Imaginative play is considered a normal part of every childhood. Virtually all children enjoy dressing up as firefighters or doctors, running a restaurant, or saving the village from the ferocious dragon – the possibilities are limitless. However, while most adults view pretend play as a fun diversion, it actually possesses enormous educational value. In clinical terms, there’s a lot of development going on here! Here’s a look at just a few areas that imaginative play encompasses.
Benefits of children engaging in pretend play
Complex social and higher order thinking skills. Children develop thinking strategies, communication and social skills. Say a group of children is preparing to act out the scenario of a family outing. They experience the negotiation process of who assumes the role of father, mother, etc. Then, children must brainstorm ideas for their scenario, learning the give-and-take of collaboration. When play does commence, children assume a role and must consider the perspective and feelings of the characters they’re playing. Through the scenario, they must process what’s occurring and act logically within the framework of the reality they’ve constructed.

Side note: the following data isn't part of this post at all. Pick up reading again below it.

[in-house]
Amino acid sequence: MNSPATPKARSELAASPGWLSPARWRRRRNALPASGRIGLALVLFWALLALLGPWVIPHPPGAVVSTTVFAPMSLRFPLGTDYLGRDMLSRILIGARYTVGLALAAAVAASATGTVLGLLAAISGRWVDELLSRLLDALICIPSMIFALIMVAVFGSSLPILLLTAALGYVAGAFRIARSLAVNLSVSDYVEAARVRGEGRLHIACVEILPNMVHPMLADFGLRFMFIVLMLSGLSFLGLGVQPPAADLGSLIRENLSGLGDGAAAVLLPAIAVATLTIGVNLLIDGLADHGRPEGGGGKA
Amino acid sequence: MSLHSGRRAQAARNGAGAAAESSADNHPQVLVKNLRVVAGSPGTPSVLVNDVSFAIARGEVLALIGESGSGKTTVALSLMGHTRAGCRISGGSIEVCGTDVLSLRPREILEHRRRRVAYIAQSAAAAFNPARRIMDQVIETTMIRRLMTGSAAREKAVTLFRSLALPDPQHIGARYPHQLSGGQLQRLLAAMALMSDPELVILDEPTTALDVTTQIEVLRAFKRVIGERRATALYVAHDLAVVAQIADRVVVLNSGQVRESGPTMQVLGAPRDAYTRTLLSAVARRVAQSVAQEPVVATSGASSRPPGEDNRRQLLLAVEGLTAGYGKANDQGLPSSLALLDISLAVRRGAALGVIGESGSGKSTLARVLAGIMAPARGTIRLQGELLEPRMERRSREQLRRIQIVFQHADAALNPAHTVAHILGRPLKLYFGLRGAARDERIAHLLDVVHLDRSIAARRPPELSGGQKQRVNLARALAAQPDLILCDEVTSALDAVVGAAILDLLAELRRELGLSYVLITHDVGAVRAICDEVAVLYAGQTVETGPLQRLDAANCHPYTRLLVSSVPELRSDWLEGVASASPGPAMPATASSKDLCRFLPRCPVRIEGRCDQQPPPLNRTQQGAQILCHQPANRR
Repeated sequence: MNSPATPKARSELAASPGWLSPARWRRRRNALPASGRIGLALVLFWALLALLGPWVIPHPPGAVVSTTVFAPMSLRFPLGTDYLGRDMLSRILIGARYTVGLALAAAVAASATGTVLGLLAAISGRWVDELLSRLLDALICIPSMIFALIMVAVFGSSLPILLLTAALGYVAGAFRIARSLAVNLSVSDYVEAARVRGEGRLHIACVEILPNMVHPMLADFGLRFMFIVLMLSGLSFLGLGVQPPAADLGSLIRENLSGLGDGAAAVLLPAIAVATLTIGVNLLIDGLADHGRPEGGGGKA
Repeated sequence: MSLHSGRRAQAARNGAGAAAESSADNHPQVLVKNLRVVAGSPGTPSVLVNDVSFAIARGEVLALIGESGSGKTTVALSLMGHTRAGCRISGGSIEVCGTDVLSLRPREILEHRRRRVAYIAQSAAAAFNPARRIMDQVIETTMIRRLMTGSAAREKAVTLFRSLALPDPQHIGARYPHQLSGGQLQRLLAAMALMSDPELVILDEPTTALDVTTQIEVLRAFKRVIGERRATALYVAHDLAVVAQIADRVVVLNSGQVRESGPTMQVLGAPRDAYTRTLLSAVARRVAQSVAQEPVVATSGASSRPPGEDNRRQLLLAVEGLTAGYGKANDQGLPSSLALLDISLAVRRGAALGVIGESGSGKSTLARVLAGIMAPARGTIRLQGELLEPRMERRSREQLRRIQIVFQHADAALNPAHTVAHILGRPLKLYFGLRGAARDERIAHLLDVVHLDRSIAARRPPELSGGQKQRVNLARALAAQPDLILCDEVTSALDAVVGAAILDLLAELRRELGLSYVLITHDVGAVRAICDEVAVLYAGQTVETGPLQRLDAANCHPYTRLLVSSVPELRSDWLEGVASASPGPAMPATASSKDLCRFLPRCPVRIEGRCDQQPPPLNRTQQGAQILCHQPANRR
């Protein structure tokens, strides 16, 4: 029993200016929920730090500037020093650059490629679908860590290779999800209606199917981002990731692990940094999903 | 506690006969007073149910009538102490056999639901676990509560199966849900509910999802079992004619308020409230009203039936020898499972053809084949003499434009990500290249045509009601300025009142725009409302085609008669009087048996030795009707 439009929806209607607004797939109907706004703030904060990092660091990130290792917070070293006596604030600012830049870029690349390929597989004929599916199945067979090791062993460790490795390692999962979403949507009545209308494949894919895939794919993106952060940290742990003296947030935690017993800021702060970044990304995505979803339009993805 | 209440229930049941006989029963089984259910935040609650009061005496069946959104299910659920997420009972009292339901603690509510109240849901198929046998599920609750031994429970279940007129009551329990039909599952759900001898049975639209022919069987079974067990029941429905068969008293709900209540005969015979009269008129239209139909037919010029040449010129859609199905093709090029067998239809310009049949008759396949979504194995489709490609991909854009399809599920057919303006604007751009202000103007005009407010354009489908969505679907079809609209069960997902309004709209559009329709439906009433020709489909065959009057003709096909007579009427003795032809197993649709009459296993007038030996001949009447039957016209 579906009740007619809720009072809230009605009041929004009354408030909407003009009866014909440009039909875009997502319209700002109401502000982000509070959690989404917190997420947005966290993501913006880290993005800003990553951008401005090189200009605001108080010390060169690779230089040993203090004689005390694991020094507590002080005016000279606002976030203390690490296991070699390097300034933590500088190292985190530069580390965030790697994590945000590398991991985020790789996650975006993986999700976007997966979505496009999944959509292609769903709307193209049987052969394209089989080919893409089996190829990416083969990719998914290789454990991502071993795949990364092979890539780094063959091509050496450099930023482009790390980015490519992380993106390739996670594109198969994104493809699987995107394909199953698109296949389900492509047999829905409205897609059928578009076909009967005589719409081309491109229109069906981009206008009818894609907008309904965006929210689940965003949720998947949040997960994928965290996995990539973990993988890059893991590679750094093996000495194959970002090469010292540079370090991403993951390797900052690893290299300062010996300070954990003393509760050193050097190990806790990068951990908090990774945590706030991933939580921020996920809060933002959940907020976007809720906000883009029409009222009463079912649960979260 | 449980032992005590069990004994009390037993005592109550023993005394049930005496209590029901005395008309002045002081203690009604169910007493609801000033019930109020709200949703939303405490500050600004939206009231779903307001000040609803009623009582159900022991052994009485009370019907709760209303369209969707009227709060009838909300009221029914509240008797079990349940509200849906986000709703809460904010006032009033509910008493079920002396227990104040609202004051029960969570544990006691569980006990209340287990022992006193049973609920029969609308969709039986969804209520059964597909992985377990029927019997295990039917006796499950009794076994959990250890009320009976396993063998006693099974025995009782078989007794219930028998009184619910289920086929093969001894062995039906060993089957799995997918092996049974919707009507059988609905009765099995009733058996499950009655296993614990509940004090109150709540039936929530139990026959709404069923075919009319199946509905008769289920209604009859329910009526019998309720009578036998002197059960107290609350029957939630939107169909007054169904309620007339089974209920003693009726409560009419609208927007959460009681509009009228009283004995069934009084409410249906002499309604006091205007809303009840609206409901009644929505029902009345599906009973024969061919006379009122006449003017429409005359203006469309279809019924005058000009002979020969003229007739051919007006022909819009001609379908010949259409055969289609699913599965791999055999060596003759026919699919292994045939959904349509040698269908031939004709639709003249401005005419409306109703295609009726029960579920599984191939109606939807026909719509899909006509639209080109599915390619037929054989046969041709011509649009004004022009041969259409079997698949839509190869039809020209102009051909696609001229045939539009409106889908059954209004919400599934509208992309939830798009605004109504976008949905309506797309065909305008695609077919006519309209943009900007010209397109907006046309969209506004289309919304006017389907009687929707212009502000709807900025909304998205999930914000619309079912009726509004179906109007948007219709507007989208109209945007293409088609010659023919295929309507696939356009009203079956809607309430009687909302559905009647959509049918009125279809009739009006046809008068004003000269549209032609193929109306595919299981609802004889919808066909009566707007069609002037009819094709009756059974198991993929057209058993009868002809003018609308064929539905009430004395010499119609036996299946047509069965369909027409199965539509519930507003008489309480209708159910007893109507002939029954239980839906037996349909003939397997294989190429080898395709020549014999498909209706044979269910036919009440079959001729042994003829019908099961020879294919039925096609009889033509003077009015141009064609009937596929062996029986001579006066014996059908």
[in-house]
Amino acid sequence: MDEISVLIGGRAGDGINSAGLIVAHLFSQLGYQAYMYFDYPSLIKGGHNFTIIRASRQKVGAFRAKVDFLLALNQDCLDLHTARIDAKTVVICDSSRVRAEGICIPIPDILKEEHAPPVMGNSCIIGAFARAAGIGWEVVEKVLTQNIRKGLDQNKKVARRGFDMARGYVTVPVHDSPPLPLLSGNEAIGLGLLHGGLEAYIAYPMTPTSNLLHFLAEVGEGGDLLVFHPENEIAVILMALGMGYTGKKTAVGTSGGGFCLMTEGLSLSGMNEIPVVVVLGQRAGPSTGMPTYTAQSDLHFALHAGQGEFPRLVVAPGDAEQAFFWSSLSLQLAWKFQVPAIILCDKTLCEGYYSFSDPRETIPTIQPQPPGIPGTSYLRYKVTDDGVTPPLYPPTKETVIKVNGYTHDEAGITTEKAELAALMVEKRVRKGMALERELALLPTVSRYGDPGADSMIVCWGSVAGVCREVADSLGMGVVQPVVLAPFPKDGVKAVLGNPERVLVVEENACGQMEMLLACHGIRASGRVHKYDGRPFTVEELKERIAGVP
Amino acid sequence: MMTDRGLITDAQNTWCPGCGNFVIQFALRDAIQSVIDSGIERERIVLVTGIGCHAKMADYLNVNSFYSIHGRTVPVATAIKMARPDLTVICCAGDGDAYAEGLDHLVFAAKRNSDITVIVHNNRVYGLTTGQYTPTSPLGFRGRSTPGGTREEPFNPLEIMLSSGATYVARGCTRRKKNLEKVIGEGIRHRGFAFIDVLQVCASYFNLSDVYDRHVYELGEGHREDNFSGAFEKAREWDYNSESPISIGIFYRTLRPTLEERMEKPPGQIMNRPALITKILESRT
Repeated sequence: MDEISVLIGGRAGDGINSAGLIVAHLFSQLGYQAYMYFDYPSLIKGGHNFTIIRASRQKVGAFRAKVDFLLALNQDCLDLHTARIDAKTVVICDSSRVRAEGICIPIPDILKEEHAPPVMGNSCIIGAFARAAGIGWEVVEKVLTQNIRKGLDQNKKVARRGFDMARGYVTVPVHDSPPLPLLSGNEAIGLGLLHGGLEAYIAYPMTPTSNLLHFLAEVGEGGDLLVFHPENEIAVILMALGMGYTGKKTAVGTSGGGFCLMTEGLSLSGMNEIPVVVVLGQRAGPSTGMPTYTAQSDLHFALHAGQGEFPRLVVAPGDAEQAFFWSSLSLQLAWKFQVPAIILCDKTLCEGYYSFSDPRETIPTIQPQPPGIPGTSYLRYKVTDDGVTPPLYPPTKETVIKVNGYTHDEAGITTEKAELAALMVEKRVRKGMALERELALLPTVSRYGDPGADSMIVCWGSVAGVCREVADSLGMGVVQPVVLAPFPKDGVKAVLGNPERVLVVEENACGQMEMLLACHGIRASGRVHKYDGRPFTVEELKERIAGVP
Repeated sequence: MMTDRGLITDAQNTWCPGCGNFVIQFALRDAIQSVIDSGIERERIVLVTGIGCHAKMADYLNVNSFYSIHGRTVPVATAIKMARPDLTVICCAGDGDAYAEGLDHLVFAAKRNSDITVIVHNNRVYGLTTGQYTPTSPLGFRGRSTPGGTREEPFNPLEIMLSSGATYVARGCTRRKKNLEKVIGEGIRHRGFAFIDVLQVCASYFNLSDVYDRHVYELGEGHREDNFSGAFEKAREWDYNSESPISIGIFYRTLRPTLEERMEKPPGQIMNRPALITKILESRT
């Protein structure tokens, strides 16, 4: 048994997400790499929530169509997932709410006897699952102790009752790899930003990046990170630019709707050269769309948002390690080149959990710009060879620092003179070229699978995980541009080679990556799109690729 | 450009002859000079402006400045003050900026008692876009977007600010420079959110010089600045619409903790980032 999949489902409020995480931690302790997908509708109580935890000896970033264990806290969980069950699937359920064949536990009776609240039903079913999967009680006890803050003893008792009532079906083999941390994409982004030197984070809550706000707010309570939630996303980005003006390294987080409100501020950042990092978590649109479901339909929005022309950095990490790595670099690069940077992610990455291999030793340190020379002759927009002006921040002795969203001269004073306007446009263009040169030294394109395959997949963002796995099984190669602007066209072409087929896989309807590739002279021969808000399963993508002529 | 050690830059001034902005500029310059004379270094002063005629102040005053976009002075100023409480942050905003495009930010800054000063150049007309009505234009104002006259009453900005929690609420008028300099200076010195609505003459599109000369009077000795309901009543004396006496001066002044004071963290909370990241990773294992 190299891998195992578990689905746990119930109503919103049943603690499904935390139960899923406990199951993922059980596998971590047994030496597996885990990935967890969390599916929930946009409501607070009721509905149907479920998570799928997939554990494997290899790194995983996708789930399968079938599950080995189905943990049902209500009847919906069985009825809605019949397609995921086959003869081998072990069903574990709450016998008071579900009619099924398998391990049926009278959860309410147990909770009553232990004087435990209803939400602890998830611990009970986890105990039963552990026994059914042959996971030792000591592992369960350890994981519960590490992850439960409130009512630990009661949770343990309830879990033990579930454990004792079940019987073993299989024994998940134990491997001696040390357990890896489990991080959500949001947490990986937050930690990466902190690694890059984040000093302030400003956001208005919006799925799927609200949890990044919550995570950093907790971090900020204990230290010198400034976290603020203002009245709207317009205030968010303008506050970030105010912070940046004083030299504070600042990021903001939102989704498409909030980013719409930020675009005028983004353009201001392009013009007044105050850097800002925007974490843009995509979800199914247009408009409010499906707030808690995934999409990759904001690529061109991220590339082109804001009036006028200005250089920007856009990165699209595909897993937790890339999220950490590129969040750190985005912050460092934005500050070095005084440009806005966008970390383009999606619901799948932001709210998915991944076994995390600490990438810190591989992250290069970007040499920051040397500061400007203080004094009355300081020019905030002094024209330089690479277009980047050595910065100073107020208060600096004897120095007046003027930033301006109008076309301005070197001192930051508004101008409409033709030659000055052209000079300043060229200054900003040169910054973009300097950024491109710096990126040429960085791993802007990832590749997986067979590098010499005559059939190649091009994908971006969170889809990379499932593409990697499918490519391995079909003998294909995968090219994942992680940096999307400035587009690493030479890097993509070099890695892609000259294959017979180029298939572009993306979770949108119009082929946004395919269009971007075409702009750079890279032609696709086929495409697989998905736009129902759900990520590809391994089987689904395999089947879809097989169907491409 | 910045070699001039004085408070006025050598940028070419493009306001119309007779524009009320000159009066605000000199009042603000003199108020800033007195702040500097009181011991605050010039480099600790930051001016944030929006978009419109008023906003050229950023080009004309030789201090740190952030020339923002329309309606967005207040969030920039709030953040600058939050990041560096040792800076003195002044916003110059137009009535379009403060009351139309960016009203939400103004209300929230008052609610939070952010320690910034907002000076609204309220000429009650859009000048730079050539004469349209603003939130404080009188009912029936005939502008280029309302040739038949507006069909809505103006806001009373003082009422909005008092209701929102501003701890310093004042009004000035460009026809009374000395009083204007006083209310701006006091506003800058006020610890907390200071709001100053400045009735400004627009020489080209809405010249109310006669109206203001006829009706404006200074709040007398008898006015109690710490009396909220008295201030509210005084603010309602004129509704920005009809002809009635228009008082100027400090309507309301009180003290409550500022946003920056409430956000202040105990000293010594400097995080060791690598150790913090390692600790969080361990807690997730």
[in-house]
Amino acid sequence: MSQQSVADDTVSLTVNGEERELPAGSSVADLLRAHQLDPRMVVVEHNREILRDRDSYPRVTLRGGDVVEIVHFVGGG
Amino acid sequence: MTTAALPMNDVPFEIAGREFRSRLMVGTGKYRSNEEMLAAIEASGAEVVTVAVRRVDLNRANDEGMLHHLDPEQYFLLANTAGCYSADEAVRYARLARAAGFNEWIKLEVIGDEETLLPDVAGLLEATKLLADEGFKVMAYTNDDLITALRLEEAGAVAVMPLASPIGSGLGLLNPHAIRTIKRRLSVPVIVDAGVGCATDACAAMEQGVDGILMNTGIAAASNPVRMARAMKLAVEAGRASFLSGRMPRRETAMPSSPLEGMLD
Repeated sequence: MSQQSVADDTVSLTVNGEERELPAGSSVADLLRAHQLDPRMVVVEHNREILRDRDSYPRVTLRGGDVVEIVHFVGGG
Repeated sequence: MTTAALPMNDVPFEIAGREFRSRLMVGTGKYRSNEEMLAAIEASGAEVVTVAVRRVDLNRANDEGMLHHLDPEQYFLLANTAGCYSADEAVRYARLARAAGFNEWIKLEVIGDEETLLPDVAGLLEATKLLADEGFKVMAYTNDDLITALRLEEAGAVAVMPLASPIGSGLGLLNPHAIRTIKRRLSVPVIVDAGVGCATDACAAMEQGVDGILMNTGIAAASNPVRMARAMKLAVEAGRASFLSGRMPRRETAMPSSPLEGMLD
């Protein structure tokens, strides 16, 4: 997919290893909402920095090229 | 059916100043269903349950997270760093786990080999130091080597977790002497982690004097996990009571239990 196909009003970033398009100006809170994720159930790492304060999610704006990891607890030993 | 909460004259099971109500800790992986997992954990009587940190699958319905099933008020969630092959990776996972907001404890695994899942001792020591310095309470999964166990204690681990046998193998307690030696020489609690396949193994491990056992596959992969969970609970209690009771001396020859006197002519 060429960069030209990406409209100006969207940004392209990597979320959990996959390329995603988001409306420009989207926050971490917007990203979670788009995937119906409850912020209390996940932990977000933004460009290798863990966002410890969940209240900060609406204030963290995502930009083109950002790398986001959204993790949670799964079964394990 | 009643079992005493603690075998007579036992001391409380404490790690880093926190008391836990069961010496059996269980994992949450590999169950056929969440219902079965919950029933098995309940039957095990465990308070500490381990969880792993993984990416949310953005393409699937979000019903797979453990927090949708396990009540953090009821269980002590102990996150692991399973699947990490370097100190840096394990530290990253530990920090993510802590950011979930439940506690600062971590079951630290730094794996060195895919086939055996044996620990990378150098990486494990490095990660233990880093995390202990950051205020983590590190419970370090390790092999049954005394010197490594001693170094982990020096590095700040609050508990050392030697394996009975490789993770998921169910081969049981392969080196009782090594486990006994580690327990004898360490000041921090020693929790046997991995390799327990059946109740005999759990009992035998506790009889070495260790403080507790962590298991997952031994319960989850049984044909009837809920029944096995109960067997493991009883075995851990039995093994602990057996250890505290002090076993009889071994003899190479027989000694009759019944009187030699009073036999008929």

If you closely listen to children during any type of imaginative play, you may be surprised to hear words or phrases that may seem a little anachronistic for preschoolers. Children will often mimic their parents, teacher, or other adults they’ve heard – or, through the character they’re inhabiting, they’ll explore different ways to approximate their “voice.” Not only is imaginative play is a means of unlocking this knowledge; it gives them a forum to use it.
By virtue of their age, most children are inexperienced in the ways of the world. Imaginative play is a way of exploring their inherent curiosity, and this includes tough subject matter. It can help a child cope with issues that may seem scary or confusing in a comfortable environment. For example, acting out receiving a shot from the doctor can serve as a “rehearsal,” and make the actual needle seem not so intimidating. Or, in the case of a sick grandparent, imaginative or pretend play can help a child express the feelings of uncertainty that they might not otherwise be able to through normal conversation.
While childhood is a carefree time, children do spend a fair amount of time searching: for their voice, for acceptance, and to be understood. Pretend play is a tool to take control of their world and discover how they wish to express themselves, “try on” different personalities, and have fun as someone else. In doing so, it can imbue them with a confidence that carries over after imaginative play has ended.
As a parent, you can help facilitate pretend play by keeping some props handy: a bag of clothes, a non-working phone, utensils, and extra blankets can translate into hours of fun and exploration. Better yet, why not join in? Contact Rising Stride for more information about how our Child Care Centers can inspire your child and teach them valuable skills for life.